Increasing your lighting efficiency is one of the fastest ways to decrease your energy bills. LEDs are approximately six-seven times more energy efficient than conventional incandescent lights and they cut energy use by more than 80 percent. Here are some additional facts about LEDs.
- Unlike CFLs, LEDs contain no mercury and have less of an environmental impact than CFLs.
- High quality LED bulbs can last up to 25,000 hours or more.
- Unlike incandescent bulbs, which release 90 percent of their energy as heat, LEDs use energy far more efficiently with little wasted heat.
- LEDs emit light in a specific direction, reducing the need for reflectors and diffusers. This makes LEDs more efficient for many uses such as recessed downlights and task lighting.
- The average annual cost for a 12 watt LED bulb is $1.00 compared to almost $5.00 for an incandescent bulb.
- LED lighting is currently available in a variety of home and industrial products including Christmas lights.
Energy Efficiency Tips for Your Home:
- Have you checked your attic insulation lately? A professional needs to take a look. Southern Pine Electric recommends R-38 or better for attic insulation.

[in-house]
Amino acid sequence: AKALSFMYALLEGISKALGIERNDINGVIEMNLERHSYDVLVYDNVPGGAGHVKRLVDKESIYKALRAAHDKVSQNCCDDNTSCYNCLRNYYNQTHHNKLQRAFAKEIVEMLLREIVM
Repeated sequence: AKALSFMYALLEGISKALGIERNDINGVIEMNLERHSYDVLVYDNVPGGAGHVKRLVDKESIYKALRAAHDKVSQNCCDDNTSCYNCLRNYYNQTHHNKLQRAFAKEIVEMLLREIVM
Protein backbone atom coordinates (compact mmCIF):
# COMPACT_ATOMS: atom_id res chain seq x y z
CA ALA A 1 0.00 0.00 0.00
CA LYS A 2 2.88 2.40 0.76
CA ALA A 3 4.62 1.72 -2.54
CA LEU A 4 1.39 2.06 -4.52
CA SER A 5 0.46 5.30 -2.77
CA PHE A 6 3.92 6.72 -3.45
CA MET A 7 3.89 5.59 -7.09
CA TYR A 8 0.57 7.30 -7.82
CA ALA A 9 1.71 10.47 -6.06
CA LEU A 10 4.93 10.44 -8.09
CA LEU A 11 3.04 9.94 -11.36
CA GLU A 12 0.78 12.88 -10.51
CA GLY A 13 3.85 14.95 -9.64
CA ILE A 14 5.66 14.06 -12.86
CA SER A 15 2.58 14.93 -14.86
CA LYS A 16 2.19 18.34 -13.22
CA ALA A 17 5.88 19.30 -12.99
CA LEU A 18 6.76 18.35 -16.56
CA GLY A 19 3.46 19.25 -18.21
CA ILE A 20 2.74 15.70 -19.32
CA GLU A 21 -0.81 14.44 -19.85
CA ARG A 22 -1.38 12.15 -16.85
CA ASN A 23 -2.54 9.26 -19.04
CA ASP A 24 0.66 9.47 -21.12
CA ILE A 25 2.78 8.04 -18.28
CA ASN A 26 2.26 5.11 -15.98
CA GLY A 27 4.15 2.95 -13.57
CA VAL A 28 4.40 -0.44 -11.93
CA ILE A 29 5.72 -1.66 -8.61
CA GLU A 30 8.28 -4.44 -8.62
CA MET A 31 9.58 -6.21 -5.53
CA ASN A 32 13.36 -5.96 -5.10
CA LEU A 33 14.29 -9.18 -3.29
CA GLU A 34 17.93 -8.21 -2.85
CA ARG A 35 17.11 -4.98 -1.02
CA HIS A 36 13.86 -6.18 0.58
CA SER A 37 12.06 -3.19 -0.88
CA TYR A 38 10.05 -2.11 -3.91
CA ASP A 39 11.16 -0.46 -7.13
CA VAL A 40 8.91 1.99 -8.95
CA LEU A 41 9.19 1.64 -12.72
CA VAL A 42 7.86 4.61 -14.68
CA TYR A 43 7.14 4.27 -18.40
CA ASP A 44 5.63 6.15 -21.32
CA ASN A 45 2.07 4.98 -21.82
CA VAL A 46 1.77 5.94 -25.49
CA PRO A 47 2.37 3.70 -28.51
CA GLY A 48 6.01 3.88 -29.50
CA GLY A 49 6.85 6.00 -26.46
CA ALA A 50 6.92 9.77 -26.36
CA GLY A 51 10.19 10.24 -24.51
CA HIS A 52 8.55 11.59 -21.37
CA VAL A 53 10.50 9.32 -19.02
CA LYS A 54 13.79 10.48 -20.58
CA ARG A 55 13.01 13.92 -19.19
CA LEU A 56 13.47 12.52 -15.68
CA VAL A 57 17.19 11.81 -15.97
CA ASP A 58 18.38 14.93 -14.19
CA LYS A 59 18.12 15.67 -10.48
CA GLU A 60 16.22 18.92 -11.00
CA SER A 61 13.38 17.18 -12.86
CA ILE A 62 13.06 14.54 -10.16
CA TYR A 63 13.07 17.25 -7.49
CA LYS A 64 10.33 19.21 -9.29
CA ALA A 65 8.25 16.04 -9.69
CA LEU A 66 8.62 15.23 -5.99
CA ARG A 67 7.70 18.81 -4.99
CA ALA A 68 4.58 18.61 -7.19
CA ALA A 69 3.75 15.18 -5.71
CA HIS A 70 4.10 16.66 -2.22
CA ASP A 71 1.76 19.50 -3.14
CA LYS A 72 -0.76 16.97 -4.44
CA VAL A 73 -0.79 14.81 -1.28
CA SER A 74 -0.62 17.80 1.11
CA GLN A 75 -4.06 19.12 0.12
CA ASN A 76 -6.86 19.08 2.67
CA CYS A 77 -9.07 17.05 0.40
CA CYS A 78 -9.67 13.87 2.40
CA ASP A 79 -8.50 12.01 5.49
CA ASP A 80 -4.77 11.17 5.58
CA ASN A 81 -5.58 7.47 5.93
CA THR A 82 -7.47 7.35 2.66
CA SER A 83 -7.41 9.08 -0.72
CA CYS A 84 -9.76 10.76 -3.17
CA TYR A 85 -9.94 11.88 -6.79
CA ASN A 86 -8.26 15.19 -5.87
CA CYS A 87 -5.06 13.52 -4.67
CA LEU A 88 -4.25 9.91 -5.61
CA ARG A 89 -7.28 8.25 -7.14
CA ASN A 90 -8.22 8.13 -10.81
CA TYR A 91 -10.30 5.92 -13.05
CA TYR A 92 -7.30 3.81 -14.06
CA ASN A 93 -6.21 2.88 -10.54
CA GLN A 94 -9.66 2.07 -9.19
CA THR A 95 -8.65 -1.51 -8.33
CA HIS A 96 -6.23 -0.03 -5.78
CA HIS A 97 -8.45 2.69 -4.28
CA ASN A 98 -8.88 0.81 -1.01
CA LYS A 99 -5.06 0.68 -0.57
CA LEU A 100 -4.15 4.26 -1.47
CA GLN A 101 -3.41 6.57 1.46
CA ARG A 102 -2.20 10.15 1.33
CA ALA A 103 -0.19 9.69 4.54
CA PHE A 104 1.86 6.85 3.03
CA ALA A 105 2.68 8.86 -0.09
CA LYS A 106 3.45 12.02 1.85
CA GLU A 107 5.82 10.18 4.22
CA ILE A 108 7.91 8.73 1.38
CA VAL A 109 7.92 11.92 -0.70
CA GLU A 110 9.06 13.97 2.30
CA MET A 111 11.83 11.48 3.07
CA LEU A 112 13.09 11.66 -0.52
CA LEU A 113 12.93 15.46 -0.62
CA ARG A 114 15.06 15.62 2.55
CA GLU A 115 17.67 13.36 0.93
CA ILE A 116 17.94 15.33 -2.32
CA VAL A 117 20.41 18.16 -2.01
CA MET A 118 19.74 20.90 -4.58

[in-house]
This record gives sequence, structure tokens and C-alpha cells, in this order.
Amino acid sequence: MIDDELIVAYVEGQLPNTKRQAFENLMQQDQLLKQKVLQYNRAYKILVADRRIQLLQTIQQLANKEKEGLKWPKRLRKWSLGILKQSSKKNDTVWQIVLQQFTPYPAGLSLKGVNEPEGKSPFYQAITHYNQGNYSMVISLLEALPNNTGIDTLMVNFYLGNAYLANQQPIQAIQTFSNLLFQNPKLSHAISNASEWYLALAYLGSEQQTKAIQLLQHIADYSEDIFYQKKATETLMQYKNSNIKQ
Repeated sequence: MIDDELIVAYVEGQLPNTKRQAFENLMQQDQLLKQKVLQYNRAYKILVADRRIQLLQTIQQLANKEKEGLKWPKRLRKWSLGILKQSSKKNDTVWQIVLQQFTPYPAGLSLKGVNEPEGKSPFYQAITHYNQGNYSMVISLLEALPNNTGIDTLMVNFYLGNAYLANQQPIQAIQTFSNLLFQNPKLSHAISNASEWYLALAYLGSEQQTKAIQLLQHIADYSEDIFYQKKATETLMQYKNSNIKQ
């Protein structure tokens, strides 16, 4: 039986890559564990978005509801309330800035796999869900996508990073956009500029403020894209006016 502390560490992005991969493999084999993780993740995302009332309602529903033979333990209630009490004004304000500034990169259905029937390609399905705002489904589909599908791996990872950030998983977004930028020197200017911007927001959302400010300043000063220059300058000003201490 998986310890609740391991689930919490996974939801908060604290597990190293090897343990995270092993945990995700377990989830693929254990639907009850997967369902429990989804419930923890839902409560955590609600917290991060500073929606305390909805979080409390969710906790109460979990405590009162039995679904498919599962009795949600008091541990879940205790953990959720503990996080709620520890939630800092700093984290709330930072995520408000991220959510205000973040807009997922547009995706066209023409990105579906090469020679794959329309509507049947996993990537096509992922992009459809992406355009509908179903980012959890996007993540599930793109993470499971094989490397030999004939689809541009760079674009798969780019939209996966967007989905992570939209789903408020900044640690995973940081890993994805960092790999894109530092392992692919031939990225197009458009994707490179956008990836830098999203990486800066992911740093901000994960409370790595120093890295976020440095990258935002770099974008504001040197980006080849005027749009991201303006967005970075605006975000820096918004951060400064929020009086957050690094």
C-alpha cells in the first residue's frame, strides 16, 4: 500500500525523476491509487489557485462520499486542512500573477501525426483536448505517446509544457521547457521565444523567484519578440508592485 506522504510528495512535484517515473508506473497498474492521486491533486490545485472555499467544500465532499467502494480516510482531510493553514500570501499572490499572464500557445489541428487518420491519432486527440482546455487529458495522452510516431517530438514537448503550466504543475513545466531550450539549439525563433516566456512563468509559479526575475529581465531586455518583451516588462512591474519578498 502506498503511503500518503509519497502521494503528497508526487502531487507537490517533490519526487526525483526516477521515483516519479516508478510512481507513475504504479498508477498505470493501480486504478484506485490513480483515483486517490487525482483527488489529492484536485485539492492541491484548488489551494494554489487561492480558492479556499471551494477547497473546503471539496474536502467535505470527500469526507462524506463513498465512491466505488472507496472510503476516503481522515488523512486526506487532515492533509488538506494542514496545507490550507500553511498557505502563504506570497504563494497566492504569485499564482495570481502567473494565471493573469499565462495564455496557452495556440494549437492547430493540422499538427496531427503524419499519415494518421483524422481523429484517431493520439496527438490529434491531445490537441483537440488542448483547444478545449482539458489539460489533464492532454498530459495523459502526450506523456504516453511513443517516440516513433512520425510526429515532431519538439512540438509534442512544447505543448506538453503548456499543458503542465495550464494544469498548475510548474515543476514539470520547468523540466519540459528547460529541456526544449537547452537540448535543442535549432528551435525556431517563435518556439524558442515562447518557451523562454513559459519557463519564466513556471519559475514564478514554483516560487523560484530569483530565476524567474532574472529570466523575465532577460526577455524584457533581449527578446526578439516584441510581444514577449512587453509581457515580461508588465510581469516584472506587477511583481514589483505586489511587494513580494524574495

- Ceiling fans cool people, not rooms. If the room is unoccupied, turn off the ceiling fan to save energy.
- Spring cleaning: Be sure and clean dust and lint from under refrigerators and freezers. A build up of dust and lint could damage compressors and make them less efficient.
- Check caulk and weather stripping around your windows and doors. Seal other air leakage points around wiring, plumbing, attic access and fireplace flues. Use caulk for small holes and expanding foam for larger areas.
- Be sure to change your air conditioning filters every month. Keeping a clean filter is one of the most efficient ways to save money and help your air conditioner do its job. Clear away debris such as leaves, grass and plants that block airflow through the outdoor unit. Anything that collects on the unit’s fins will block airflow and reduce its efficiency. Grass clippings thrown by the lawn mower are a common problem. Occasionally clean the outdoor unit by spraying it with a water hose.
- In the winter dress in layers—this will allow you to set your thermostat a few degrees lower and still be comfortable.
- Most of the major contributors to residential energy bills are operated by thermostat. Your heating and cooling system, water heater, refrigerator, and freezer all run as necessary to satisfy a thermostat unless you turn them off. Recommended thermostat setting are 68° F or lower for heating and 78° F or higher for cooling. Each degree higher that 68° F can increase heating costs by 5-7%, and each degree below 78° F can increase cooling costs by 5-7% or more.
- On warm days, be sure drapes or shades are closed on sunny sides of your home to block the heat from the sun.